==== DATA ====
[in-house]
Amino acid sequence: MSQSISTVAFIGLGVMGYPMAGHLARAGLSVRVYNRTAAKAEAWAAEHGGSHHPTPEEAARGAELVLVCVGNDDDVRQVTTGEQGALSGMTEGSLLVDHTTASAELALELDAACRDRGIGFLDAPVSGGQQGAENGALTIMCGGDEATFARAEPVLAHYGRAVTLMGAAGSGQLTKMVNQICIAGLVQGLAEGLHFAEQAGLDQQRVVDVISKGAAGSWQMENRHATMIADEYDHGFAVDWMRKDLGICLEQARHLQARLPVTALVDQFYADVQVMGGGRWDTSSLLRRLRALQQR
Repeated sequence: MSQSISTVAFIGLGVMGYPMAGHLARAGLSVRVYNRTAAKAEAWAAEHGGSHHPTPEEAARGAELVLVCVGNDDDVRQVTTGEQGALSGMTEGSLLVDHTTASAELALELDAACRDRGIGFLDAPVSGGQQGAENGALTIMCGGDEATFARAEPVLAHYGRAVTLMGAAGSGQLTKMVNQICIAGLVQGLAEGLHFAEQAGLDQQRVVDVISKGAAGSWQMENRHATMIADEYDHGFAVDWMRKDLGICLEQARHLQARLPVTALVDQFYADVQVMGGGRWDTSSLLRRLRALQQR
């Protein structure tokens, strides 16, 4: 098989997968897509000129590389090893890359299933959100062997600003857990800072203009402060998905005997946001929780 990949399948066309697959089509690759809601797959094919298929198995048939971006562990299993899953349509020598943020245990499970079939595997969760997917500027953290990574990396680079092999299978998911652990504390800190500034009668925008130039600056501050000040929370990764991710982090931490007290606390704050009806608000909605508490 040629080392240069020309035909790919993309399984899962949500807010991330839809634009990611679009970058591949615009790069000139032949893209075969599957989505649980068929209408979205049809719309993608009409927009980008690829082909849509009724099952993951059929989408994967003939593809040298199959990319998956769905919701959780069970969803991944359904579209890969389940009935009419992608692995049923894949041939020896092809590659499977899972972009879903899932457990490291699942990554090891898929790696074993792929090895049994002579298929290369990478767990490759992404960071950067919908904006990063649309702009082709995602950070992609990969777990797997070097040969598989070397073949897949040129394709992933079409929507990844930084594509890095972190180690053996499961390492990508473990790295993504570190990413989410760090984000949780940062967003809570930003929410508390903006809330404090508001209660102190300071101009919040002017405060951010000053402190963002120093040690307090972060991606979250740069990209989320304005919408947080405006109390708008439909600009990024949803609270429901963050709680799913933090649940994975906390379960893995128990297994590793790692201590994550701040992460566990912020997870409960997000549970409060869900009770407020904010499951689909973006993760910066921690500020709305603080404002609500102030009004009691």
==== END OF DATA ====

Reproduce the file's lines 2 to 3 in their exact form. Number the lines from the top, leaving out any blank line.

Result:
Amino acid sequence: MSQSISTVAFIGLGVMGYPMAGHLARAGLSVRVYNRTAAKAEAWAAEHGGSHHPTPEEAARGAELVLVCVGNDDDVRQVTTGEQGALSGMTEGSLLVDHTTASAELALELDAACRDRGIGFLDAPVSGGQQGAENGALTIMCGGDEATFARAEPVLAHYGRAVTLMGAAGSGQLTKMVNQICIAGLVQGLAEGLHFAEQAGLDQQRVVDVISKGAAGSWQMENRHATMIADEYDHGFAVDWMRKDLGICLEQARHLQARLPVTALVDQFYADVQVMGGGRWDTSSLLRRLRALQQR
Repeated sequence: MSQSISTVAFIGLGVMGYPMAGHLARAGLSVRVYNRTAAKAEAWAAEHGGSHHPTPEEAARGAELVLVCVGNDDDVRQVTTGEQGALSGMTEGSLLVDHTTASAELALELDAACRDRGIGFLDAPVSGGQQGAENGALTIMCGGDEATFARAEPVLAHYGRAVTLMGAAGSGQLTKMVNQICIAGLVQGLAEGLHFAEQAGLDQQRVVDVISKGAAGSWQMENRHATMIADEYDHGFAVDWMRKDLGICLEQARHLQARLPVTALVDQFYADVQVMGGGRWDTSSLLRRLRALQQR